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“Oil industry people are piling up money to save in the North, and putting the Cameroonians they hire under a modern form of slavery.” Chad-Cameroon pipeline worker.
“The banana trees that are going to be cut down, the manioc, the corn, the peanuts... We don’t agree with the prices that we get. Really, we are betrayed by this compensation. ” Villager near Bélabo.
“ I am concerned about the environment. Looking around me I see rivers drying out, birds disappearing, the wood is drying out, too. It feels as if soon it will be a desert here. They’re clearing a large strip of forest that acted as a windshield for us against the strong winds from the sea. It’s clear that we will be exposed now, many of us will have problems. The roofs might get damaged and so on. And our underbush will lose the freshness it used to have. But we’re told this project is of international importance ... We have no way of opposing it, we will have to live with it. ” Village chief near Kribi.
It’s an old hunting trick. Using powder made from the bark of the Moabi tree, the pygmies of the Cameroon forest make a camouflage potion to disguise themselves from their prey. They then disappear into the forest.
The Baka tribe’s vast knowledge of the plant and animal life of the forest has sustained them for centuries. The continued exploitation of Cameroon’s natural resources via the Chad-Cameroon oil pipeline, however, will bring an end to these indigenous people’s symbiotic relationship with their environment. Deforestation, resettlement, pollution and overburdened resources will force these communities into cultural and economic oblivion.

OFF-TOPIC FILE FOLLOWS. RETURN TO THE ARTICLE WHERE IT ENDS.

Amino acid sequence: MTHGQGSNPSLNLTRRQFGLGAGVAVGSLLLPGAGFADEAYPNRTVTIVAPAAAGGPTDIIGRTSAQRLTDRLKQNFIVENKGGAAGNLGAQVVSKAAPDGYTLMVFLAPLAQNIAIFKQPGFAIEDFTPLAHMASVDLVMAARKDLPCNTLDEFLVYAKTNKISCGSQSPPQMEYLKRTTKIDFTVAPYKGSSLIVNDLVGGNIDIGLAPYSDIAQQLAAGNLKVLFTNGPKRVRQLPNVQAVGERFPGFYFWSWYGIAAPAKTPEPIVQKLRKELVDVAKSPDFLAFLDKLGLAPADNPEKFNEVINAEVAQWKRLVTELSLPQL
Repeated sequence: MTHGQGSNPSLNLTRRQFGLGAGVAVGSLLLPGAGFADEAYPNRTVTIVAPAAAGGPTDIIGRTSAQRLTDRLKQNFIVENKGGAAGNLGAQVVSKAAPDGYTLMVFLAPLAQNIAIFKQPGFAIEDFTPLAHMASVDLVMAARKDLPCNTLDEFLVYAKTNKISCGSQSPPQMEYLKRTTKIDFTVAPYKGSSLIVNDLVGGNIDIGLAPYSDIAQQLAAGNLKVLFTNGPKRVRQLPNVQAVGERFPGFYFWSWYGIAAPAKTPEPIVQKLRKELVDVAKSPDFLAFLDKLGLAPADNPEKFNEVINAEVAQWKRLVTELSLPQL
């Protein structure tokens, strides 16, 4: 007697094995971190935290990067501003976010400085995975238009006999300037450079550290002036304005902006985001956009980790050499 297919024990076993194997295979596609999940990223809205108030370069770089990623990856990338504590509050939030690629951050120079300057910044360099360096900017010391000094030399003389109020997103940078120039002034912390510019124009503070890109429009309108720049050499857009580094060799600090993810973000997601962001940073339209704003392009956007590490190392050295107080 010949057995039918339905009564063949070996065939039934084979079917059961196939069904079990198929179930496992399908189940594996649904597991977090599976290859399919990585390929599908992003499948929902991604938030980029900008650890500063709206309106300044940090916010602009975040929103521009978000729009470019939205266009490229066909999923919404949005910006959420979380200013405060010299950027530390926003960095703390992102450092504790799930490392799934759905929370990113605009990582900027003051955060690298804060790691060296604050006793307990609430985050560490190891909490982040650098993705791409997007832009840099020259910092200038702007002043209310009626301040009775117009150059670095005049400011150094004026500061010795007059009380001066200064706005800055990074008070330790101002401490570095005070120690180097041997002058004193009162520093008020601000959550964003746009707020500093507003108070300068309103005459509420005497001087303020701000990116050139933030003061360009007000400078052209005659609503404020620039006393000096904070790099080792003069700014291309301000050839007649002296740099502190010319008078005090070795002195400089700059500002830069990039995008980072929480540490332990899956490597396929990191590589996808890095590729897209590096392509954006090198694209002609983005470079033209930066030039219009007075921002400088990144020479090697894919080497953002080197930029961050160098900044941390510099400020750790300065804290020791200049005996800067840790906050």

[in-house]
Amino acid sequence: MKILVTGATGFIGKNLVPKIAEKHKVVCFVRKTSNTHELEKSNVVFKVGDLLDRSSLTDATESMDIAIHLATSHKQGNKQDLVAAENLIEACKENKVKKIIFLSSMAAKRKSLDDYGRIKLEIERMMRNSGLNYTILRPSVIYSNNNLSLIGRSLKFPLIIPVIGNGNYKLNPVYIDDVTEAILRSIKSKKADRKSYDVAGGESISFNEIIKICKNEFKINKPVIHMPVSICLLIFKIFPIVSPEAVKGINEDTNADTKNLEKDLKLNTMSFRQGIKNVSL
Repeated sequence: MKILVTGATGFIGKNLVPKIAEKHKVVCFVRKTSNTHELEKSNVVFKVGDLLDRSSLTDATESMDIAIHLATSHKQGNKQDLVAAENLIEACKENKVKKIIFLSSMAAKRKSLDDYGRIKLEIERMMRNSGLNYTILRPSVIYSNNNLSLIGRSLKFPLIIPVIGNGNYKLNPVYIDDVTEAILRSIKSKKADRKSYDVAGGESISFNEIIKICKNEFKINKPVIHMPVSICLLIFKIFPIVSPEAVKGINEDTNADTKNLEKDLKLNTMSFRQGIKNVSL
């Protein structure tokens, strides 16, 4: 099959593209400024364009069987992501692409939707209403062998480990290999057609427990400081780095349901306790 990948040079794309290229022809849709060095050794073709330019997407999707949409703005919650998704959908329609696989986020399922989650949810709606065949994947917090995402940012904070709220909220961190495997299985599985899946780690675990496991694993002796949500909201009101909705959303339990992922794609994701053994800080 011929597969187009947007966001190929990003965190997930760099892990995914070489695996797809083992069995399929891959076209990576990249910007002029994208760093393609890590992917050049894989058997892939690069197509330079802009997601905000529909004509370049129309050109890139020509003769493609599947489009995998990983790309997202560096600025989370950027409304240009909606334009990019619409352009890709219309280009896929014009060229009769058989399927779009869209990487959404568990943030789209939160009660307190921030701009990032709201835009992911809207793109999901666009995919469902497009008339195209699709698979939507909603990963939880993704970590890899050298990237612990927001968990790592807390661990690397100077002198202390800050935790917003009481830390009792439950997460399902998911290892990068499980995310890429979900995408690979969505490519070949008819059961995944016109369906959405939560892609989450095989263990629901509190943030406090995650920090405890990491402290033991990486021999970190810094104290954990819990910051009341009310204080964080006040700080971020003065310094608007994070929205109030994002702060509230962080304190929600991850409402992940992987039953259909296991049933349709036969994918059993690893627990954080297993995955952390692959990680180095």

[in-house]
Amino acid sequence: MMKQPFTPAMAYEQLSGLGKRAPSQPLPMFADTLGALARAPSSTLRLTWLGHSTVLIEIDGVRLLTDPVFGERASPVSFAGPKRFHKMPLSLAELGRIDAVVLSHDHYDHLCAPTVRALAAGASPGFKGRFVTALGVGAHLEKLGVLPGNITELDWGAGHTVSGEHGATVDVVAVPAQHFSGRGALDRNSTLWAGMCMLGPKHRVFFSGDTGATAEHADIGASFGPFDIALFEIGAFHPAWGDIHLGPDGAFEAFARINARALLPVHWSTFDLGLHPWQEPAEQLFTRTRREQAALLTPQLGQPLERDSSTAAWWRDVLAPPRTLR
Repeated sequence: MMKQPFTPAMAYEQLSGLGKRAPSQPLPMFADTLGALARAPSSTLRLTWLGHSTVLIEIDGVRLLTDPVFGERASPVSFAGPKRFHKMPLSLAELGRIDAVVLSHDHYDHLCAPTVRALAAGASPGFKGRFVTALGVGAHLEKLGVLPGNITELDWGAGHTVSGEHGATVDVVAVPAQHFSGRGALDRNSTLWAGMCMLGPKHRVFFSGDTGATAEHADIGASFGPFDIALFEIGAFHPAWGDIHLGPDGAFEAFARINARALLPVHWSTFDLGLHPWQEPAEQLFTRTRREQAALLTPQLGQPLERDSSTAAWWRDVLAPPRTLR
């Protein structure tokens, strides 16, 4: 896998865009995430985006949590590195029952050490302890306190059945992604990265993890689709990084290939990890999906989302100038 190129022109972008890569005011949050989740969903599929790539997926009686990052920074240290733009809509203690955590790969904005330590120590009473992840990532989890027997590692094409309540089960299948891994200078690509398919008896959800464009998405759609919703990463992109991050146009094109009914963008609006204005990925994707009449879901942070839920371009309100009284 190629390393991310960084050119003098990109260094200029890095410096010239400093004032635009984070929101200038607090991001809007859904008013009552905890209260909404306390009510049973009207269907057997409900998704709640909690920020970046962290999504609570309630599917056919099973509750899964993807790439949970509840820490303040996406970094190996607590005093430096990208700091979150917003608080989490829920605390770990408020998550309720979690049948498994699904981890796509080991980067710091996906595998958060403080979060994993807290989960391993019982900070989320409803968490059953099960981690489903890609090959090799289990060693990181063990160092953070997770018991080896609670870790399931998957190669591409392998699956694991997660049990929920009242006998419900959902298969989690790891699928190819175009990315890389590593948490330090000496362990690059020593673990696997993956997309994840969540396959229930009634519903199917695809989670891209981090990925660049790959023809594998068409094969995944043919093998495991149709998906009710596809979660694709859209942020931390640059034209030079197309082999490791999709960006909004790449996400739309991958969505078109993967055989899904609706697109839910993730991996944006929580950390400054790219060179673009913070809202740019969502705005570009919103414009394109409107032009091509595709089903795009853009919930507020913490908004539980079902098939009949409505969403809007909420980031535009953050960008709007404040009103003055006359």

The US$3.7 billion oil pipeline will stretch 1,070 kilometres through Chad to the Cameroonian port of Kribi. It will cut through rainforest, pygmy territories and major food and cotton producing areas. Resulting oil spills could have an enormous impact on the livelihoods of local people, and it has been estimated that thousands of fishermen will be put out of work. Livelihoods will be lost along with fragile ecological systems.
In late 1999, the project appeared to be doomed when two of the companies involved, Royal Dutch Shell and TotalFinaElf, dropped out of the consortium, reportedly partly due to environmental opposition by communities and groups including Friends of the Earth. However, ExxonMobil has since been joined by US-based Chevron and Malaysia’s Petronas, and the World Bank and European Investment Bank provided $200 and $120 million respectively for the project in 2000 despite opposition of campaign groups.
The project is off to a rocky start. It has been revealed that the President of Chad used $4.5 million of the Bank funds designated for the pipeline to buy weapons, rather than investing in public health, education and vital infrastructure as was agreed. Furthermore, as the FoEI report “Broken Promises”reveals, many of the dire warnings of NGOs about the project have already proven correct, with commitments on issues like employment and compensation for affected people being ignored.